I've had a wonderful week in the south of France. I've rarely been in France – a couple of weekends in Paris, yes, but never further afield – so a trip to the renowned south of the country was an exciting prospect. My knowledge of the region I have gleaned mostly from the wonderful Herald columnist, Fidelma Cook, and that's about it.
Landing in Toulouse, my husband and I toured this exquisite city, often called the 'Pink City' due to the gorgeous terracotta bricks used in many of its buildings. We couldn't have chosen a better time to come here: the weather was perfect and Toulouse put on the most incredible street show: 'The Guardian of the Temple.' I have never seen anything like it. A monumental mechanised Minotaur dedicated to the city, alongside a giant spider, wound their way round the labyrinthine streets, to reinterpret the myth of Ariadne for contemporary times. It was astounding. The Minotaur was particularly impressive. His ribs bellowed to what sounded like the low E-flat in the opening scene of Wagner's 'Ring'. It was a truly awesome spectacle.
I love Greek myths. In the classic version of this myth, Ariadne helps Theseus overcome the Minotaur – half-man, half-bull – that had terrorised the Athenians for years. The Minotaur (Asterion) lived in a labyrinth, and whoever entered to try to kill him inevitably got lost, and then succumbed to the wrath of Asterion. Ariadne falls for Theseus, and helps him defeat Asterion by giving him a long string – a bit like 'Hansel and Gretel' – to trail behind him so he can find his way out. Ariadne can take the form of a spider, and hence has plenty of silk to spare.
In the new addition to the myth, thanks to Borges, Ariadne is the half-sister of Asterion. And the labyrinth is Toulouse itself. But rather than trying to help some dubious Greek do in the Minotaur, she is now trying to help Asterion find his way to the temple of which he is supposed to be the guardian. Much wonderful nonsense ensues, including Ariadne speaking to Asterion in his dreams. I suppose that may well happen if you're a spider and your brother is half-man, half-bull. I'll confess it has never made much sense to me as a narrative; but as a primal, visual spectacle, it was magnificent.
Our purpose for a wee sojourn to Toulouse, originally, was to visit and photograph for a project the tomb of St Thomas Aquinas, the mighty Catholic theologian and philosopher. Aquinas lies in Couvent des Jacobin. I've visited many churches and cathedrals, particularly in Italy, but the interior of this Dominican monastery, built in 1229, is up there with the best of them. It's southern gothic design, brick 'palm tree' architecture and stunning stained glass, is exceptionally beautiful. Thomas is from Aquino, Italy, but interred here, which came as a surprise when I first discovered it. How did his remains end up here in the south of France, close to the Spanish border?
The short answer is because he was a Dominican and the headquarters of the order is here in Toulouse. That raises the interesting question (for me, anyway), of why the Dominicans are based in Toulouse. The answer is one element of the dark side to Aquinas' story. A preaching and teaching order devoted to combating heresy, the Dominicans based the order in southern France because the city was a hotbed of the Cathar heresy. But eventually it was recognised that preaching and teaching weren't particularly effective, so the Inquisition was instituted, with the Dominicans taking a leading role.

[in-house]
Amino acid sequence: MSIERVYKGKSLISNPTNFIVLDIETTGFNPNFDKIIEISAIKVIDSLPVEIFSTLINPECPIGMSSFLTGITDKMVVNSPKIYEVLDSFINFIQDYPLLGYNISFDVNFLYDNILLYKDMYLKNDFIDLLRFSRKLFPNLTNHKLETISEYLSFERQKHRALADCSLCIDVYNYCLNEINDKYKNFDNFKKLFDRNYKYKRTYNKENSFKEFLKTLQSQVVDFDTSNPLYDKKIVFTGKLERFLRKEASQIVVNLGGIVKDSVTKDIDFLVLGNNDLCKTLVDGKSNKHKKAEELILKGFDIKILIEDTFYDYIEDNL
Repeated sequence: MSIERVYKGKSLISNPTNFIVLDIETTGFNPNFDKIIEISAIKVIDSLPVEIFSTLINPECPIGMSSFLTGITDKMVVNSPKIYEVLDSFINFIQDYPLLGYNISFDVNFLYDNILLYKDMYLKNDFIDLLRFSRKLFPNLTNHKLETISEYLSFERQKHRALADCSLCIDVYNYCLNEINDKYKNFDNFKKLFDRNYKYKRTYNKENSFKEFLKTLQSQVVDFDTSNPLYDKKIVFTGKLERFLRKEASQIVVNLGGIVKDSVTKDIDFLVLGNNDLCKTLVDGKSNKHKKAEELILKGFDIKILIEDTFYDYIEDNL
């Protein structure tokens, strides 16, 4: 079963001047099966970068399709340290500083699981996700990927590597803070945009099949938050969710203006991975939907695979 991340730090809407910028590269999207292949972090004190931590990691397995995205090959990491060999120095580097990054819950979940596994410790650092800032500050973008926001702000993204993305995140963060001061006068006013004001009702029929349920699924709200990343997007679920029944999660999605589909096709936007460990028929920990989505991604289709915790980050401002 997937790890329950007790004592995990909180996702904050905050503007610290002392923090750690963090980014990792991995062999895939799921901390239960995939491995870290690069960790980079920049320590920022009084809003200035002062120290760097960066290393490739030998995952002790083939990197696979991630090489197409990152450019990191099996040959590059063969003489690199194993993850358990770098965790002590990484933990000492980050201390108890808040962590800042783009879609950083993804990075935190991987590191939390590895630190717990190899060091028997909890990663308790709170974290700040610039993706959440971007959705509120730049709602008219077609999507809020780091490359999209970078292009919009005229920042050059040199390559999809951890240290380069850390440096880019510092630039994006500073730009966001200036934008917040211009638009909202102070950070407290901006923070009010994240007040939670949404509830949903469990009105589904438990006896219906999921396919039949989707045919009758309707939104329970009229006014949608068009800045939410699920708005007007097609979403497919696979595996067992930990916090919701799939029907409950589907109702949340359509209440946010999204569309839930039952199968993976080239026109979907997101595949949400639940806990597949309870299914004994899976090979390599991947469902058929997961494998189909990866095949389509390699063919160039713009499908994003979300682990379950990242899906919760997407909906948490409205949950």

Before jumping to the conclusion that the Dominicans were a cruel, repressive order, recall that Aquinas lies in the Covent des Jacobins. The Jacobins were the radical associates of Robespierre during the terror after the French Revolution who held their meetings in the Dominican centre in Paris. So interestingly, inquisitors originally, the Jacobins became the order devoted to bringing down the ancient regime. The Dominicans had always been against absolute monarchies, but it wasn't until the late 18th century that they were finally able to win this battle. The Jacobins were not much better behaved than the inquisitors, but on this occasion, at least they were on the right side of history.
Our final destination was the commune of Pézenas in the Hérault department of Occitnae in southern France, home town of the playwright Molière, and more recently, of Ronnie Smith, my friend and fellow writer for SR. He invited us to his 60th birthday, or I should say, a wonderful three-day extravaganza with a diverse group of French, Romanians, Scots, an Englishman and an American. We had a ball.
On Saturday, we were taken to an exhibition of wine production and wine tasting at Le Domaine les Baies Sauvage in Nizas. In fact, this whole region is one huge vineyard spotted with towns and villages relatively untouched for hundreds of years. The wine was superb, I seem to remember… That evening, we descended on the birthday boy's party in Pézenas with the theme 'passion for life' and wore something red for the luscious occasion. I have to say, the Romanians can't half out-do the Scots for stamina in drinking heartily and merriment.
Consumed with envy of the way of life there, I left full of admiration for Ronnie and Fidelma, whose passion for life has led them to this marvellous region of France. For me, this trip is likely the last to the continent before we depart the EU. Our Romanian and French compatriots think the UK is bonkers, and they're right. Xenophobic Brexit, be gone with you.
Driving to the railway station in Beziers on Monday morning, Ronnie and I heard the devastating news of the death of Kenneth Roy. Although expected, it felt like a hammer-blow. I loved that man. Not only was he an extraordinary Scottish journalist, but a kind, dear friend to me and the Reid family, especially to my dad, Jimmy. Godspeed, Kenneth. You are up there with the best of them.
Photograph at top of page of 'The Guardian of the Temple' street show in Toulouse